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MyVoice: Views of our readers - 6 Dec

MyVoice: Views of our readers - 6 Dec
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MyVoice: Views of our readers - 6 Dec

Rapists deserve nothing better

Telangana police deserve kudos for shooting down the monstrous rapists of Disha early Friday morning. Waiting for justice delivered by the judicial system in India is a long wait and there are chances that these heartless creatures may enjoy their life for some time behind the bards and perhaps at the end, walk away scot free.

The actions of the police would mean that Disha soul will finally attain peace. The encounter would send a strong message to sexual predators and would deter others from raping in future.

Those who blame the police over taking the law into their own hands should know the pain of the rape victim and the anguish of her family and the whole county.

K Praveena, L B Nagar, Hyderabad

II

The encounter killing of four accused in the Hyderabad rape-murder case by the police might have triggered a heated debate, but for the common Indian women and their near and dear, this action is timely and most justifiable.

As per the saying 'justice delayed is justice denied' and in this case the rapists on the prowl will get a clear message: wage of rape is death. This will help make murderous monsters think twice before they try to rape or outrage the modesty of any woman.

Mounika Medishetty, Karimnagar

III

Four rapists who brutally sexually assaulted and burnt to death Disha were killed in a police encounter early Friday morning.

People who have been crying for justice to the victim welcomed the police action in unison. But is it really justice? The accused never got a fair trial, in fact, they got no trial.

The law states that one is innocent until proven guilty, where was their chance to prove it? Will we ever get to know beyond reasonable doubt that the four men shot dead by Hyderabad police were the real perpetrators, or were they just men picked up to show how fast the crime was solved?

All four men belonged to the economically weaker sections of society, where the murder of them wouldn't stir up controversy.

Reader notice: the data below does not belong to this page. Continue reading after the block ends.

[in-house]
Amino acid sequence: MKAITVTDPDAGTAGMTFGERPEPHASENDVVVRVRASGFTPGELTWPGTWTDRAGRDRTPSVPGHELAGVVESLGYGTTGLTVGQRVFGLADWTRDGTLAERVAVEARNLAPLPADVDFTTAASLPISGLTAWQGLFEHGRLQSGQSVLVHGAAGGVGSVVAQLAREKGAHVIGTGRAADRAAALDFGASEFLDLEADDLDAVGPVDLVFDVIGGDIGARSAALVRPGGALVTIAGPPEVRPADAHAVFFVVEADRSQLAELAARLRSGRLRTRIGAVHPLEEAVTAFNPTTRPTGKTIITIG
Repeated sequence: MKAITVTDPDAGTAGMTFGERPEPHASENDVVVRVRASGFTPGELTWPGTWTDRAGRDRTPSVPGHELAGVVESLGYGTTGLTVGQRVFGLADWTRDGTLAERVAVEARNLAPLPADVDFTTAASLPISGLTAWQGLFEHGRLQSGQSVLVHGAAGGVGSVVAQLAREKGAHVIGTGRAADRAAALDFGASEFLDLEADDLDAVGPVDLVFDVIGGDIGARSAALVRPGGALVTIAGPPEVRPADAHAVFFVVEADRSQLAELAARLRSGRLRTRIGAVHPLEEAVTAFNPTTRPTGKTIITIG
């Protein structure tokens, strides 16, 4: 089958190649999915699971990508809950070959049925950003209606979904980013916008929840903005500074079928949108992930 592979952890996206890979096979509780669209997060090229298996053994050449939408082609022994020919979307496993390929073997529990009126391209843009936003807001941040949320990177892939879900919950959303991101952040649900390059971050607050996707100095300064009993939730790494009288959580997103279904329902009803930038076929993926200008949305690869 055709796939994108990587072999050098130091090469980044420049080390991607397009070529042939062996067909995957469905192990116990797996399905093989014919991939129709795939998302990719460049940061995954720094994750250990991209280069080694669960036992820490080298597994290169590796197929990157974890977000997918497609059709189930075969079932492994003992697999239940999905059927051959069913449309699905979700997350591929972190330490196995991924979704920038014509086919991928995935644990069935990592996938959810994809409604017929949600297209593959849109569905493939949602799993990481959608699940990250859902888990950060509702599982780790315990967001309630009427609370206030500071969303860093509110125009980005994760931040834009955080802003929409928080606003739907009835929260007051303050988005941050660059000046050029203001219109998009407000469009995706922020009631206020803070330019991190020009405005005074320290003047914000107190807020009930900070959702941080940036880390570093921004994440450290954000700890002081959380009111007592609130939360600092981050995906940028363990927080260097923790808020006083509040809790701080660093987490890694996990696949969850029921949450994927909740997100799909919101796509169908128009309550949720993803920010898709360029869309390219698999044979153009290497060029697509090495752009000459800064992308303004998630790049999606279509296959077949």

Nevertheless, everyone from politicians to celebrities to gender justice activists celebrated the encounter as justice served. The general consensus appears to be people thinking that "justice is served." But is it?

Or is it staged? While a majority of netizens celebrated the encounter, some pointed out the possibility that the encounter could have been scripted.

After all, the police had only the accused and a set of circumstantial evidence tying the accused to the crime, no eye-witnesses. Everything the police claimed had to be proved in a court of law.

But before the accused had a chance to plead their innocence or guilt, they were silenced. While the legality of the encounter is for courts to decide, the celebratory response to such violence is troubling.

Naveen Kumar Chennuri, Vijayawada, AP

IV

Like any major events, news of the police action on Disha rape accused has been widely celebrated on social media. Many took to Twitter and Facebook to applaud the police, saying they had "delivered justice".

Even the mother of a student who died after being gang-raped on a bus in capital Delhi in 2012 also hailed the killing. Thousands of people gathered at the encounter spot, causing a huge traffic jam.

Police were showered with rose petals. But the question is: Could the police have acted differently? In fact, the killings were entirely avoidable. Abundant caution should be taken when people in custody are being taken to the court or the scene of the crime.

They should be secured, handcuffed and properly searched before they are taken out. All kinds of things can happen if the police are not careful. In this case, it is a clear case of an extrajudicial killing - known popularly as an 'encounter killing'.

In the days after the rape and murder, thousands of people had protested at Hyderabad police station, insisting the killers faced the death penalty. Surprisingly, former Bollywood actress and Rajya Sabha MP Jaya Bachchan said earlier this week that the accused men should be "lynched".

Ironically, several other MPs from across the political spectrum also condemned the brutal gang-rape and murder and demanded instant justice to victim indicating a police action without legal procedures.

Rape and sexual violence against women have been in focus in the country since the December 2012 gang-rape and murder of a young woman on a bus in the capital, Delhi. But there has been no sign that crimes against women are abating.

According to government figures, police registered 33,658 cases of rape in India in 2017, an average of 92 rapes every day.

It is clear that shooting a few criminals from the lower strata of the society is not the solution for the growing atrocities against women. Our judicial system needs a complete overhaul.

Rupesh P, Hyderabad

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